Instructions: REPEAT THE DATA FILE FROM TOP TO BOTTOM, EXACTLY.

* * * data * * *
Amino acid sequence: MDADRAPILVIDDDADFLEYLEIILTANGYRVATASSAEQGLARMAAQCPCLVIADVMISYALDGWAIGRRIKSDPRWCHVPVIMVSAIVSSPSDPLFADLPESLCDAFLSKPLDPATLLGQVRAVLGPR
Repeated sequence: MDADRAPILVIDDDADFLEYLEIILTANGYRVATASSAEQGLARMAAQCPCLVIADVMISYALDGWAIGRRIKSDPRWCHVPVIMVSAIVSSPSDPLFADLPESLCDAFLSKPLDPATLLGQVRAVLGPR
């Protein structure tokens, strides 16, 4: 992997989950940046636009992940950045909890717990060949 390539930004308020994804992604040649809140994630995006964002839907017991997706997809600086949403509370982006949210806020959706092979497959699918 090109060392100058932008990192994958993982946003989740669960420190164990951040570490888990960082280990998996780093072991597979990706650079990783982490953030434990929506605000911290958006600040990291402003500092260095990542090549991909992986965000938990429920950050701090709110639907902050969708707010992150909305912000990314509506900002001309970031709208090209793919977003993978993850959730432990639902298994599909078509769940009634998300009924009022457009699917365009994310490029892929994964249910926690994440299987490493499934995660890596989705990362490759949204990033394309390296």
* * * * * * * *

Amino acid sequence: MDADRAPILVIDDDADFLEYLEIILTANGYRVATASSAEQGLARMAAQCPCLVIADVMISYALDGWAIGRRIKSDPRWCHVPVIMVSAIVSSPSDPLFADLPESLCDAFLSKPLDPATLLGQVRAVLGPR
Repeated sequence: MDADRAPILVIDDDADFLEYLEIILTANGYRVATASSAEQGLARMAAQCPCLVIADVMISYALDGWAIGRRIKSDPRWCHVPVIMVSAIVSSPSDPLFADLPESLCDAFLSKPLDPATLLGQVRAVLGPR
């Protein structure tokens, strides 16, 4: 992997989950940046636009992940950045909890717990060949 390539930004308020994804992604040649809140994630995006964002839907017991997706997809600086949403509370982006949210806020959706092979497959699918 090109060392100058932008990192994958993982946003989740669960420190164990951040570490888990960082280990998996780093072991597979990706650079990783982490953030434990929506605000911290958006600040990291402003500092260095990542090549991909992986965000938990429920950050701090709110639907902050969708707010992150909305912000990314509506900002001309970031709208090209793919977003993978993850959730432990639902298994599909078509769940009634998300009924009022457009699917365009994310490029892929994964249910926690994440299987490493499934995660890596989705990362490759949204990033394309390296």